29 – A Darker Shade of Magic: A Compelling Reason to Keep Reading YA Lit.

A Darker Shade of Magic

YA novels haven’t been my cup of tea lately. Occasionally one comes along that I love (like Skyborn and Nimona), but most of the new stuff that’s been coming out hasn’t been doing it for me, at least at the moment. Maybe it’s the need to have stirring young love or the overly dramatic characters who are too focused on their own pain to see the problems going on around them, but I’ve been growing less hopeful for the genre of late. And now I find myself willing to give it another go.

Why, you may ask?

Well, when you take a moment to begin reading V. E. Schwab’s A Darker Shade of Magic you’ll know for yourself.

London is a beautiful city. Magic flows freely for the use of all who carry the aptitude for it, the ruling monarch is a benevolent force for the people, and the nation is at peace. But it isn’t the only London. There are four versions of the city that overlap each other: Red London, a city brimming with magic; Grey London, where magic has all but dried up from the world; White London, where the world is being bled of it’s magic and the people fight for a drop of it’s power; and Black London, a city that has been lost to legend. Only a scarce few are able to open the doors that lead between the different worlds, and Kell is Red London’s traveler. Officially, he travels between worlds on diplomatic duties, but unofficially he is a smuggler who transports items between worlds, but when he stumbles upon an object from Black London he finds himself being hunted by those that desire its power for themselves.

Fleeing to Grey London, Kell runs into Delilah Bard, a thief with lofty aspirations who both robs him and saves him before forcing him to take her with him as he travels between the Londons in order to destroy the artifact. What starts out as a forced companionship becomes a necessary partnership as they must find a way to save Red London from forces that would have it’s magic for themselves.

So let’s talk about the characters, or actually lets talk about a character accessory. I’ve read a couple of reviews and they never miss mentioning Kell’s coat. His coat looks like any other coat, but by turning it inside out a couple times it can turn it into any number of coats. I actually loved how he himself didn’t even know how many coats were hidden inside and mentioned that he had found some coats that he had never been able to find again. I can’t say I didn’t want one after reading about it.

But now we can talk about characters, so lets start off with the main character, Kell. Other than his coat (which is awesome) Kell is a powerful magician, the adopted son/tool of the monarchy, and a handsome devil to boot, but he’s also torn inside by the missing memories of his past. I think the reason I like him so much is because he’s… normal. I mean he has a lot of things that most people don’t have (like living as a prince and having magical powers) but when he’s alone he is just like everyone else: uncertain, sentimental, and with a bit of innocence that makes him both curious and reckless. He has all the right characteristics in just the right amount for anyone about to begin their hero’s journey.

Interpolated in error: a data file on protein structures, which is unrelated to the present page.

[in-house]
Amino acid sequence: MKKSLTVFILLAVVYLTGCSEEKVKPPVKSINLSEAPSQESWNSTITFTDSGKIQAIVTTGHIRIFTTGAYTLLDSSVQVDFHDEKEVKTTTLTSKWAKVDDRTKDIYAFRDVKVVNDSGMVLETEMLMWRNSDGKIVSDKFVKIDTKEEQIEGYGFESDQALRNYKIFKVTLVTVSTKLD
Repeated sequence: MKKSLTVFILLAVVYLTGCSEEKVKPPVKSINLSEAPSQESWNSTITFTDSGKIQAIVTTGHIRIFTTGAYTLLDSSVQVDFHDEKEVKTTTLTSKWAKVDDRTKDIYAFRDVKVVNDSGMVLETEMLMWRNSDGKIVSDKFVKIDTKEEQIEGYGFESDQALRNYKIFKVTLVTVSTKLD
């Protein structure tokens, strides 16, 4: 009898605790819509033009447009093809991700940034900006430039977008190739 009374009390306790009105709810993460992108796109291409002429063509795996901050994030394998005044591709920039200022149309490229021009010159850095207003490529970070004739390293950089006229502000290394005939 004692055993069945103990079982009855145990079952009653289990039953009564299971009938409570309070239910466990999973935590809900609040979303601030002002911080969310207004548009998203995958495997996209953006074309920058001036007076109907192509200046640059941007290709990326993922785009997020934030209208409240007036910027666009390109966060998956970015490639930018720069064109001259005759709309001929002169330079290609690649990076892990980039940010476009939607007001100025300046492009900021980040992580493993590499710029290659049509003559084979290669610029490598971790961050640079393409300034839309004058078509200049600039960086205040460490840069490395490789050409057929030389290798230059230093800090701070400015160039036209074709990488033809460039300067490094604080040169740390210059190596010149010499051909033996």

The other best character (that isn’t evil because the best characters are evil) is Lila, or Delilah but if you call her that you may walk away missing a head. The easiest way to describe Lila is confident, intelligent, cunning, and dangerous. She was a little irritating at first, but gets so much better so very quickly. By the end she was one of the best characters, and what I’ve read of the second book promises to only improve the beloved thief and aspiring pirate.

Actually, when it comes to all the characters I felt something for each of them, and that doesn’t mean they were all positive either. The villains of the story, Astrid and Athos Dane, are wonderfully evil in a way that made my skin crawl on more than one occasion. It’s not always easy to make a good villain, but they were both really good. They embodied the characteristics that I believe make up the best villains, including control over one’s emotions, lack of any moral compass, and being evil simply for the sake of being evil.

If I could wrap this review up into one phrase it would be that I couldn’t put the book down. There is a point of no return in every book, but A Darker Shade of Magic reached it incredibly early on. I wouldn’t say make sure you have a lot of time to sit down and read this book because few people have a lot of time to just sit and read, but I would say make the time and you won’t be disappointed. Other than having an artistic cover this book pulls you in from page one and holds onto you through the last word on the last page and into the first word of the second book. The only reason that I have stayed my eyes from devouring the next book is because it’s my wife’s book. I may be an obsessive and gluttonous reader, but even I have some dignity, and reading someone else’s book before they get the chance is one of the cardinal reading sins one can commit against another. It’s just below spoiling the ending of a new book and just above dog-earing the pages.

So sit down and buckle up (after grabbing a nice drink and a possibly a snack) and treat yourself to a story that will transport you to a place where you can travel between worlds.

Rating: ★★★★★

This entry was posted in 2016 Book Challenge, Book Reviews, Fantasy, Fiction, Young Adult and tagged , , , , , , , , , , , . Bookmark the permalink.

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